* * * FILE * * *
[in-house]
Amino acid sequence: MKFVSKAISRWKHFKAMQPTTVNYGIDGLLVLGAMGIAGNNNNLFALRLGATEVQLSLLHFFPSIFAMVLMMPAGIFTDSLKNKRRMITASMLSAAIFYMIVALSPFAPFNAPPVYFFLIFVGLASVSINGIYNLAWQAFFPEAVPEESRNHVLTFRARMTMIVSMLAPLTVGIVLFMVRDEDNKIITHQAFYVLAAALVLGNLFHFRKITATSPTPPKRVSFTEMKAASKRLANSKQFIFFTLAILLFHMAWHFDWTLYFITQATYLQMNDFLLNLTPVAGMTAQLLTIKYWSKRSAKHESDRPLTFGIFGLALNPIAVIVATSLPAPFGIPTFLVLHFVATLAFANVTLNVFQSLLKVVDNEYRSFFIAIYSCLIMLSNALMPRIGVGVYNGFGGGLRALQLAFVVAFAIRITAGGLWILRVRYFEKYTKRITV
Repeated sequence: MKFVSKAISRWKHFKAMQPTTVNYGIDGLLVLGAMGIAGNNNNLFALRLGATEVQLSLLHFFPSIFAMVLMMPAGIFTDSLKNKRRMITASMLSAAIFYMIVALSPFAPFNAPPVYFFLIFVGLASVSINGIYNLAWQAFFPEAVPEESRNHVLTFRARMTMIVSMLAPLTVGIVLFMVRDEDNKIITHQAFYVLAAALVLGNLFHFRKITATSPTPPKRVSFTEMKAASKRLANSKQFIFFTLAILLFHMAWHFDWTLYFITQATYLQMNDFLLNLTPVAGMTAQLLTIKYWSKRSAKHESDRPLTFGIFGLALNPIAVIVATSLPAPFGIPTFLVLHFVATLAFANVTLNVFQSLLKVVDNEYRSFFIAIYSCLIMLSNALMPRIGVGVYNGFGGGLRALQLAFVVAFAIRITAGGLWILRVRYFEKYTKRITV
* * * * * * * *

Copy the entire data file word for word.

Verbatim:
[in-house]
Amino acid sequence: MKFVSKAISRWKHFKAMQPTTVNYGIDGLLVLGAMGIAGNNNNLFALRLGATEVQLSLLHFFPSIFAMVLMMPAGIFTDSLKNKRRMITASMLSAAIFYMIVALSPFAPFNAPPVYFFLIFVGLASVSINGIYNLAWQAFFPEAVPEESRNHVLTFRARMTMIVSMLAPLTVGIVLFMVRDEDNKIITHQAFYVLAAALVLGNLFHFRKITATSPTPPKRVSFTEMKAASKRLANSKQFIFFTLAILLFHMAWHFDWTLYFITQATYLQMNDFLLNLTPVAGMTAQLLTIKYWSKRSAKHESDRPLTFGIFGLALNPIAVIVATSLPAPFGIPTFLVLHFVATLAFANVTLNVFQSLLKVVDNEYRSFFIAIYSCLIMLSNALMPRIGVGVYNGFGGGLRALQLAFVVAFAIRITAGGLWILRVRYFEKYTKRITV
Repeated sequence: MKFVSKAISRWKHFKAMQPTTVNYGIDGLLVLGAMGIAGNNNNLFALRLGATEVQLSLLHFFPSIFAMVLMMPAGIFTDSLKNKRRMITASMLSAAIFYMIVALSPFAPFNAPPVYFFLIFVGLASVSINGIYNLAWQAFFPEAVPEESRNHVLTFRARMTMIVSMLAPLTVGIVLFMVRDEDNKIITHQAFYVLAAALVLGNLFHFRKITATSPTPPKRVSFTEMKAASKRLANSKQFIFFTLAILLFHMAWHFDWTLYFITQATYLQMNDFLLNLTPVAGMTAQLLTIKYWSKRSAKHESDRPLTFGIFGLALNPIAVIVATSLPAPFGIPTFLVLHFVATLAFANVTLNVFQSLLKVVDNEYRSFFIAIYSCLIMLSNALMPRIGVGVYNGFGGGLRALQLAFVVAFAIRITAGGLWILRVRYFEKYTKRITV